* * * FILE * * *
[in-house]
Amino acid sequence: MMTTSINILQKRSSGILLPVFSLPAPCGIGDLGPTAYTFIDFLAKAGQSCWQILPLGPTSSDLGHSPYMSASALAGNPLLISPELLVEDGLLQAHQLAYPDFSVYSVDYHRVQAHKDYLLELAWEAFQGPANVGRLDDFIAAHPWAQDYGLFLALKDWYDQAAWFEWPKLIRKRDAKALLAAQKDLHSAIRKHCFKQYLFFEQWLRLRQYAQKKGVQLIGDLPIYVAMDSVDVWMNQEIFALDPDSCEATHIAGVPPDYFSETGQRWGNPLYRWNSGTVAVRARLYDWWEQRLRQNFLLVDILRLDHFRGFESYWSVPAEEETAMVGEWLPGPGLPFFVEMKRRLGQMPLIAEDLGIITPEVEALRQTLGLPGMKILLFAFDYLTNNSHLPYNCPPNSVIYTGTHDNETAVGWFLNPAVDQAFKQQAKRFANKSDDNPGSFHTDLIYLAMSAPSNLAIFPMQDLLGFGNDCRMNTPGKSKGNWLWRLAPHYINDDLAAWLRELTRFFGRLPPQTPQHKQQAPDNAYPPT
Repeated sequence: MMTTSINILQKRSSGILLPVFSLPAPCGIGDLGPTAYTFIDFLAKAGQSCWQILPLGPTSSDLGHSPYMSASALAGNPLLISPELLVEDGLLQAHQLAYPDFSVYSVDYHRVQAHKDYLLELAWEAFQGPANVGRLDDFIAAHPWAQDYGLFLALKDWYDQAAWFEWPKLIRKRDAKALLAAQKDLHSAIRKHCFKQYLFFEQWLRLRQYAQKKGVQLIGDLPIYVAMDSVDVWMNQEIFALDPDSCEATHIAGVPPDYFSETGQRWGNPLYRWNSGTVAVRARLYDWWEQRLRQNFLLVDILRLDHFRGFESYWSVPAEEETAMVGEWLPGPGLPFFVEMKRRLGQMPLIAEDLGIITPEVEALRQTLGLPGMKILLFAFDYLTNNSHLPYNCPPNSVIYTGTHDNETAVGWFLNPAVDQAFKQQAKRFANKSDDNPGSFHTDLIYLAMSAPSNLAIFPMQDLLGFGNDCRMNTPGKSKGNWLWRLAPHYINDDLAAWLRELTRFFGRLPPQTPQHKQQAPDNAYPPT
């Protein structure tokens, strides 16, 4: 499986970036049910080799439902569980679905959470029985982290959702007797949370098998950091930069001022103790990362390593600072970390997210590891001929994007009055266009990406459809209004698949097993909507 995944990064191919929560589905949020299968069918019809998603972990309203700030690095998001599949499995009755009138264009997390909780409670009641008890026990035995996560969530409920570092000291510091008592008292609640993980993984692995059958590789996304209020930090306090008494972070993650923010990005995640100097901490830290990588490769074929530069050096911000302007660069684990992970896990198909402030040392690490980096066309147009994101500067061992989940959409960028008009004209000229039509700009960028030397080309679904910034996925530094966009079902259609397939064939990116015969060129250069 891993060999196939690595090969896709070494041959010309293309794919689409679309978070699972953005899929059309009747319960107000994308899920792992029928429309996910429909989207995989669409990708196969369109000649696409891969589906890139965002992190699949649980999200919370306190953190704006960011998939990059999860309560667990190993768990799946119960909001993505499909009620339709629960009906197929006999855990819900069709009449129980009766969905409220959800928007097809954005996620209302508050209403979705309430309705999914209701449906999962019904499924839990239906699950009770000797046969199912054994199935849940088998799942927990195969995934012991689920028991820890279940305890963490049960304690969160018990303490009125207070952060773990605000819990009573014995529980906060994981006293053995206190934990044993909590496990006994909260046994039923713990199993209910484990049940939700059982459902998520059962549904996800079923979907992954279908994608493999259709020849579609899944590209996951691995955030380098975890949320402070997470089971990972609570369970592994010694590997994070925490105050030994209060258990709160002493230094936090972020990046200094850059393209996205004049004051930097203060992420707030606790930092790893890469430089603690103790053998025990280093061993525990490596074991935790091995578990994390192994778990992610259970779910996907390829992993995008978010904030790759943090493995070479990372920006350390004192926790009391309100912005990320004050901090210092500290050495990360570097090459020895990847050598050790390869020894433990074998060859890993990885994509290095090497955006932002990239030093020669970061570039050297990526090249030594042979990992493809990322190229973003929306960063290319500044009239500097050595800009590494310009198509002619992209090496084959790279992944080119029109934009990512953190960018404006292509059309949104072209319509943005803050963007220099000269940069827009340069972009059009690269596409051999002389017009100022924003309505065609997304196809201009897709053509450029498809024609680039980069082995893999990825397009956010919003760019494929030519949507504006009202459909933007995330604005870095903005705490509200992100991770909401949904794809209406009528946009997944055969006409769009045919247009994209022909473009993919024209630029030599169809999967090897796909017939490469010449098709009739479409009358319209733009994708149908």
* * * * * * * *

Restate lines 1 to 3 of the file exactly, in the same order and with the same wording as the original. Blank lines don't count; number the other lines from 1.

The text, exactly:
[in-house]
Amino acid sequence: MMTTSINILQKRSSGILLPVFSLPAPCGIGDLGPTAYTFIDFLAKAGQSCWQILPLGPTSSDLGHSPYMSASALAGNPLLISPELLVEDGLLQAHQLAYPDFSVYSVDYHRVQAHKDYLLELAWEAFQGPANVGRLDDFIAAHPWAQDYGLFLALKDWYDQAAWFEWPKLIRKRDAKALLAAQKDLHSAIRKHCFKQYLFFEQWLRLRQYAQKKGVQLIGDLPIYVAMDSVDVWMNQEIFALDPDSCEATHIAGVPPDYFSETGQRWGNPLYRWNSGTVAVRARLYDWWEQRLRQNFLLVDILRLDHFRGFESYWSVPAEEETAMVGEWLPGPGLPFFVEMKRRLGQMPLIAEDLGIITPEVEALRQTLGLPGMKILLFAFDYLTNNSHLPYNCPPNSVIYTGTHDNETAVGWFLNPAVDQAFKQQAKRFANKSDDNPGSFHTDLIYLAMSAPSNLAIFPMQDLLGFGNDCRMNTPGKSKGNWLWRLAPHYINDDLAAWLRELTRFFGRLPPQTPQHKQQAPDNAYPPT
Repeated sequence: MMTTSINILQKRSSGILLPVFSLPAPCGIGDLGPTAYTFIDFLAKAGQSCWQILPLGPTSSDLGHSPYMSASALAGNPLLISPELLVEDGLLQAHQLAYPDFSVYSVDYHRVQAHKDYLLELAWEAFQGPANVGRLDDFIAAHPWAQDYGLFLALKDWYDQAAWFEWPKLIRKRDAKALLAAQKDLHSAIRKHCFKQYLFFEQWLRLRQYAQKKGVQLIGDLPIYVAMDSVDVWMNQEIFALDPDSCEATHIAGVPPDYFSETGQRWGNPLYRWNSGTVAVRARLYDWWEQRLRQNFLLVDILRLDHFRGFESYWSVPAEEETAMVGEWLPGPGLPFFVEMKRRLGQMPLIAEDLGIITPEVEALRQTLGLPGMKILLFAFDYLTNNSHLPYNCPPNSVIYTGTHDNETAVGWFLNPAVDQAFKQQAKRFANKSDDNPGSFHTDLIYLAMSAPSNLAIFPMQDLLGFGNDCRMNTPGKSKGNWLWRLAPHYINDDLAAWLRELTRFFGRLPPQTPQHKQQAPDNAYPPT